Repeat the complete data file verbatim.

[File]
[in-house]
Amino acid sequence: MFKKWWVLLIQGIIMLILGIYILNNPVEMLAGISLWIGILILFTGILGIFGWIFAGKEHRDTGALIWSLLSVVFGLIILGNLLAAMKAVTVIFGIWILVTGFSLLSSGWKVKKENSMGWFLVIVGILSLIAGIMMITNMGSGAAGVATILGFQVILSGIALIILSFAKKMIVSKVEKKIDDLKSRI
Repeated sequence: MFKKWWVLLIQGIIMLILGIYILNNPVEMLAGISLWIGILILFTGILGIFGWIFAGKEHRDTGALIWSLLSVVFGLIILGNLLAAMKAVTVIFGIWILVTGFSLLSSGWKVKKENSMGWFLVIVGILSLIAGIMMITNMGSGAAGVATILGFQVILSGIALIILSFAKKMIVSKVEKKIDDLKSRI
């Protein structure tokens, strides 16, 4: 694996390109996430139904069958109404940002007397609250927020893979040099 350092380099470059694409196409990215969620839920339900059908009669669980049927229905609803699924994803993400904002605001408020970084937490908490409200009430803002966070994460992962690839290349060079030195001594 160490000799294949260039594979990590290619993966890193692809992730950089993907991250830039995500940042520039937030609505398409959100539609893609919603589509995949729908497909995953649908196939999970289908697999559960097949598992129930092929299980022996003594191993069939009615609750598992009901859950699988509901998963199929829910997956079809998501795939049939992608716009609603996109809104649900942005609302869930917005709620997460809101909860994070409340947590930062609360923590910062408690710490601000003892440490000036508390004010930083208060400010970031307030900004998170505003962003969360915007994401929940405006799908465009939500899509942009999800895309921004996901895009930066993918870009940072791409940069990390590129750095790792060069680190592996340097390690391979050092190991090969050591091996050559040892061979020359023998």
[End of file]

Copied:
[in-house]
Amino acid sequence: MFKKWWVLLIQGIIMLILGIYILNNPVEMLAGISLWIGILILFTGILGIFGWIFAGKEHRDTGALIWSLLSVVFGLIILGNLLAAMKAVTVIFGIWILVTGFSLLSSGWKVKKENSMGWFLVIVGILSLIAGIMMITNMGSGAAGVATILGFQVILSGIALIILSFAKKMIVSKVEKKIDDLKSRI
Repeated sequence: MFKKWWVLLIQGIIMLILGIYILNNPVEMLAGISLWIGILILFTGILGIFGWIFAGKEHRDTGALIWSLLSVVFGLIILGNLLAAMKAVTVIFGIWILVTGFSLLSSGWKVKKENSMGWFLVIVGILSLIAGIMMITNMGSGAAGVATILGFQVILSGIALIILSFAKKMIVSKVEKKIDDLKSRI
């Protein structure tokens, strides 16, 4: 694996390109996430139904069958109404940002007397609250927020893979040099 350092380099470059694409196409990215969620839920339900059908009669669980049927229905609803699924994803993400904002605001408020970084937490908490409200009430803002966070994460992962690839290349060079030195001594 160490000799294949260039594979990590290619993966890193692809992730950089993907991250830039995500940042520039937030609505398409959100539609893609919603589509995949729908497909995953649908196939999970289908697999559960097949598992129930092929299980022996003594191993069939009615609750598992009901859950699988509901998963199929829910997956079809998501795939049939992608716009609603996109809104649900942005609302869930917005709620997460809101909860994070409340947590930062609360923590910062408690710490601000003892440490000036508390004010930083208060400010970031307030900004998170505003962003969360915007994401929940405006799908465009939500899509942009999800895309921004996901895009930066993918870009940072791409940069990390590129750095790792060069680190592996340097390690391979050092190991090969050591091996050559040892061979020359023998």